Swiss Cottage Ireland – a John Nash Cottage Orne
Cahir in County Tipperary is also home to the Swiss Cottage which was built in the 1800s as a country retreat as the style is known as “Cottage Orne” which really means ornamental. This is a must-visit when you are in the area as this perfectly romantic cottage makes a lovely walk from Cahir Castle.
There is a guided path from Cahir Castle to Swiss Cottage and the walk will take you probably around 30 minutes or so. If you have mobility issues you can take a cab from Cahir Village near the Castle for around €10. Swiss Cottage is a short drive from the Castle and a lovely way to spend a few hours.
Swiss Cottage Ireland – its history
The 2km walk or a short drive to Swiss Cottage is highly recommended. Swiss Cottage is believed to have been designed by the famous architect John Nash. The cottage is quite lovely with its thatched roof and climbing flower trellises.
The cottage was built by Richard Butler, who was the 1st Earl of Glengall, to plans from the famous Regency architect John Nash. The interior of the cottage has a graceful spiral staircase and some elegantly decorated rooms full of period furniture.
There is no photography or video allowed inside the cottage and these photos are courtesy of Cahir Online
Downstairs room with gorgeous wallpaper.
One of the upstairs bedrooms
The wallpaper in the salon was one of the first commercially produced in Paris by the Dufour factory.
“Swiss cottage is a cottage orne, one of the finest examples surviving in England or Ireland, possibly designed by Nash and built about 1817–20… The cottage orne, originally an architectural toy, epitomizes the picturesque movement led by Nash who, in partnership with the landscape–designer Humphry Repton, produced a number of ornamental cottages for the grounds of country houses between 1795 and 1802. The 1st Earl of the Glengall died in 1819 the Swiss Cottage was probably built by his son, a fashionable young man, on succeeding to the title. It has verandas decorated with elaborate rustic stick-work, and the fantasy is extended to other small details such as the rural scenes engraved on the living-room window-panes and the cobweb pattern in the hall parquet.”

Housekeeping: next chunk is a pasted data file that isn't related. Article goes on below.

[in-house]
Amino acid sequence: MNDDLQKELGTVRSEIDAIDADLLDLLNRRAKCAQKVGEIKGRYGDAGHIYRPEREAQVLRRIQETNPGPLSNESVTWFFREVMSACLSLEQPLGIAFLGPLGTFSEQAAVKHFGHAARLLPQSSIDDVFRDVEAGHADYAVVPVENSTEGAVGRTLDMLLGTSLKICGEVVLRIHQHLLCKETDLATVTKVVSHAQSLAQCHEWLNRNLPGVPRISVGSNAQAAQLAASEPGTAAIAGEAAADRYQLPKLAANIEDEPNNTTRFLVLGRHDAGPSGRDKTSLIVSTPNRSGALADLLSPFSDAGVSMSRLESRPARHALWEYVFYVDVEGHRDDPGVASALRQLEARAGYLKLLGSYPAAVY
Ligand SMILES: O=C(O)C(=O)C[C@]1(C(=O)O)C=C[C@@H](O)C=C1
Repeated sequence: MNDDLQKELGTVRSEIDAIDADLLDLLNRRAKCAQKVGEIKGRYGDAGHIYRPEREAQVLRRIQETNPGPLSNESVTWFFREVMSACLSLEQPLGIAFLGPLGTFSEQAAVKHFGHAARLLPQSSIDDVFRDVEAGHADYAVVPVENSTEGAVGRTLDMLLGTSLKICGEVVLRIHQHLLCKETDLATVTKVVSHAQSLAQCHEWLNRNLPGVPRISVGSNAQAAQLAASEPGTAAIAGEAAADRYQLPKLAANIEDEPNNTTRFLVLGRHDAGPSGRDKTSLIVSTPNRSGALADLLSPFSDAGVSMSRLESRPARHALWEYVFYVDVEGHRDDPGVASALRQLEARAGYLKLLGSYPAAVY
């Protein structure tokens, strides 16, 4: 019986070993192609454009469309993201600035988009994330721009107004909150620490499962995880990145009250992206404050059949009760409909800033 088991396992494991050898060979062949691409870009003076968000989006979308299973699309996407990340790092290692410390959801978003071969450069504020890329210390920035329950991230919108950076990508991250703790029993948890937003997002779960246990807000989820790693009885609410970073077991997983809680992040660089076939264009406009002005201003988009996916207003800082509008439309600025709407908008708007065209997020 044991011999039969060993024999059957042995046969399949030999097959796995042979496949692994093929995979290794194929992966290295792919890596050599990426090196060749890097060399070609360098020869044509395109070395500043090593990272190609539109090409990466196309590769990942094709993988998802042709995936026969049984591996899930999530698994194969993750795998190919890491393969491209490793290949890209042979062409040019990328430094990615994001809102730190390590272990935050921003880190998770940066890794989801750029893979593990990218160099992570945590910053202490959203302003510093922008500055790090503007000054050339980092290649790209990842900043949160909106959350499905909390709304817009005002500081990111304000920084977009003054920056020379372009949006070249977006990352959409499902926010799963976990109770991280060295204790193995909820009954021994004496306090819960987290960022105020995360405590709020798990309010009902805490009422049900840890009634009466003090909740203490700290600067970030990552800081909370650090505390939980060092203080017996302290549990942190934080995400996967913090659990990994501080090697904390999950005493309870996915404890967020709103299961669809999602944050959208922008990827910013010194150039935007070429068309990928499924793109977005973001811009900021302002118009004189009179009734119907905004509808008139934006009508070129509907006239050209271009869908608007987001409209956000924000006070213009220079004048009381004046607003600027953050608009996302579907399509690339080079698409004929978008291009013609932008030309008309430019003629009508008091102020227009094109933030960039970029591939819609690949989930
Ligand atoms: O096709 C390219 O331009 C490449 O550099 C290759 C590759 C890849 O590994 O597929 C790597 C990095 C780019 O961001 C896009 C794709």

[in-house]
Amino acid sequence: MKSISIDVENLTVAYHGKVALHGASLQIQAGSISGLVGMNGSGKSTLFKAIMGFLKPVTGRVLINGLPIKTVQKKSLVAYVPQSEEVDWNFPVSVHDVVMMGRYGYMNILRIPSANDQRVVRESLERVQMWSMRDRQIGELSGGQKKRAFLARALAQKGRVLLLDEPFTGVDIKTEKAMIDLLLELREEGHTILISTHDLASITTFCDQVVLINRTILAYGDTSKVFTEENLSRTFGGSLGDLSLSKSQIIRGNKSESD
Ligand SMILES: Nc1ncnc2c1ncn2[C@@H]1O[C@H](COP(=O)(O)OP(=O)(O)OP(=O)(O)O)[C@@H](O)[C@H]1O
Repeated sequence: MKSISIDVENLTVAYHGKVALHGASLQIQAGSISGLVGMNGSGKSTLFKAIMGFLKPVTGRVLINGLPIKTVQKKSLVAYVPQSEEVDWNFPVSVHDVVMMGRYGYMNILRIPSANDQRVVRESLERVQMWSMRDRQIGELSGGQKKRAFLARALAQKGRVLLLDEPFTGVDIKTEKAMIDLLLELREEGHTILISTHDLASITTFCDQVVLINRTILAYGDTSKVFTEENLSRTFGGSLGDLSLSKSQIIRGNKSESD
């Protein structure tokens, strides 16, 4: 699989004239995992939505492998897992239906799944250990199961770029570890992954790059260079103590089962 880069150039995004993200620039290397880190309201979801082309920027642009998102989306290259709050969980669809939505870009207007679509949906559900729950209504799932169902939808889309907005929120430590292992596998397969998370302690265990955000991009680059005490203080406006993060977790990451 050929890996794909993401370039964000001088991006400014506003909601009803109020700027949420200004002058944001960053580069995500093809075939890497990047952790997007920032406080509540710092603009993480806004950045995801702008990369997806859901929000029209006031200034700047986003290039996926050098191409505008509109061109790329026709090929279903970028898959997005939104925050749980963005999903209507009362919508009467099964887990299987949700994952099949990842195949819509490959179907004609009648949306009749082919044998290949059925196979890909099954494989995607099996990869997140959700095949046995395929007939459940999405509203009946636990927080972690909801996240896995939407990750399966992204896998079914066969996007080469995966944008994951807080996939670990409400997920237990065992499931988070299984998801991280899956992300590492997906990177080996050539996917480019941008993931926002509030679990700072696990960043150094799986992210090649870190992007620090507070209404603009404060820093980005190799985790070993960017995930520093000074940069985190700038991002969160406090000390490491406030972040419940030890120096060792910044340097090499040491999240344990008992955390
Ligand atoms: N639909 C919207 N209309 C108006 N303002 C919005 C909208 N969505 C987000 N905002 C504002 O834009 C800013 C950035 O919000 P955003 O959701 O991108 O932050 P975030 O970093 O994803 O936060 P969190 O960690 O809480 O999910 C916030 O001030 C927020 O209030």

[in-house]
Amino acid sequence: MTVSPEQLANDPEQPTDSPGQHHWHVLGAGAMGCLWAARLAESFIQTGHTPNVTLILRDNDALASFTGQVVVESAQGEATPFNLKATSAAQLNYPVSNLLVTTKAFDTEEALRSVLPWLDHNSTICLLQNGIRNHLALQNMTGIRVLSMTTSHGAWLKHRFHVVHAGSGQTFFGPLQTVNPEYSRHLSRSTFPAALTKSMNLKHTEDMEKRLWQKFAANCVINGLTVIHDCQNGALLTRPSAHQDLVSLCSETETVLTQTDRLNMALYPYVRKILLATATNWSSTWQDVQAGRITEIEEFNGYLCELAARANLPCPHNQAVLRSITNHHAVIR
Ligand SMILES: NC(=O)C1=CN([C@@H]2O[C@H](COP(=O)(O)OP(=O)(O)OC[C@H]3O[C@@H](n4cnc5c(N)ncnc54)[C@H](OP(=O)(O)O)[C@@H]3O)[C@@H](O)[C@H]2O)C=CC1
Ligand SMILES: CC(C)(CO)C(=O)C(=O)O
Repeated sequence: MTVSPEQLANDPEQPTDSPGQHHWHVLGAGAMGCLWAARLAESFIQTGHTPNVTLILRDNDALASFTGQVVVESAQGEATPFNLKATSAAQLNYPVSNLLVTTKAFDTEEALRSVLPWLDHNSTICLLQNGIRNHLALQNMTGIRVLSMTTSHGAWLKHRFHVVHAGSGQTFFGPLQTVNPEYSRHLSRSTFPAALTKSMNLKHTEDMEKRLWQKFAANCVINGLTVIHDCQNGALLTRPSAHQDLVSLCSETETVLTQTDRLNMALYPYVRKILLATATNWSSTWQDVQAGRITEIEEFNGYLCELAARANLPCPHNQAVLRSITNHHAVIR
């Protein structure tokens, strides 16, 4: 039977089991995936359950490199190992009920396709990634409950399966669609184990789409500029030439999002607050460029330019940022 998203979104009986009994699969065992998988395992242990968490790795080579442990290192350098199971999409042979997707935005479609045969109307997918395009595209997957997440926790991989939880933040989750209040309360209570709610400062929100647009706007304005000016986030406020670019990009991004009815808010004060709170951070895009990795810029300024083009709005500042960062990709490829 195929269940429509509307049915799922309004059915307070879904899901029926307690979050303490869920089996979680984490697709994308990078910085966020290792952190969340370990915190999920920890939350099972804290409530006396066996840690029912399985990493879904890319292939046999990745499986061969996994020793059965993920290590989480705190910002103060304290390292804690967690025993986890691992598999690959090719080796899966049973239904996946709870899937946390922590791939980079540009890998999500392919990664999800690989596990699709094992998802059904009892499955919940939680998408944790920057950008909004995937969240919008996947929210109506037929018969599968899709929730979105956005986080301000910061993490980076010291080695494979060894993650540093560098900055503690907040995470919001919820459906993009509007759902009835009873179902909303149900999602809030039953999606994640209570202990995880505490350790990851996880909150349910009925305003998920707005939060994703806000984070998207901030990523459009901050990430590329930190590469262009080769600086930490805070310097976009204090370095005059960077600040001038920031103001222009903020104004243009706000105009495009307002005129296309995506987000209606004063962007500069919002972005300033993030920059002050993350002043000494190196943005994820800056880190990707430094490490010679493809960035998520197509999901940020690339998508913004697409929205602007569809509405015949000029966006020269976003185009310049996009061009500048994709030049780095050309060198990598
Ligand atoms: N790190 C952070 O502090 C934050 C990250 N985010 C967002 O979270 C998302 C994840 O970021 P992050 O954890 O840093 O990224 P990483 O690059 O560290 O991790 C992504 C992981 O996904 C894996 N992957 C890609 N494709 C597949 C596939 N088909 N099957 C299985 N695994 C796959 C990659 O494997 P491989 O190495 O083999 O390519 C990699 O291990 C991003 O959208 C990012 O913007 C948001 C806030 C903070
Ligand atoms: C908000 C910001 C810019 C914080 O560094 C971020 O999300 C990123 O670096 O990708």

The Houses of Ireland (A Studio Book)
Brian de Breffny, Rosemary Ffolliot, George Mott
It was left to ruin for years but was renovated and refurbished in the 1980s. It is surprisingly small with only 2 rooms up and 2 rooms down, but the basement hides the kitchens and the servants’ rooms. Cost to view the cottage and have a tour is €4 Euros, but on some days the Trust has free entry so keep an eye out for that and you can visit the Cottage and Cahir Castle for no charge.
There is parking at Swiss Cottage and you follow the footpath through the forest and across the River Suir. There is a tunnel built through the hill which leads to the entry to Swiss Cottage which is through the servants entry to the basement of the house.
From there the guided tour takes you through the house which as I mentioned is only 2 rooms on the main floor and 2 rooms upstairs.
Swiss Cottage was built as a kind of ‘country retreat’ the owners would have picnics and garden parties here on the expansive lawns and pretend it was a rural idyll. There are no formal gardens at Swiss Cottage but there is a Yew tree which legend says is over 1000 years old. Locals say it was planted by monks 1,000 years ago when this was the site of an early Celtic/Christian monastery.
Have you heard or been to see the Swiss Cottage yet?
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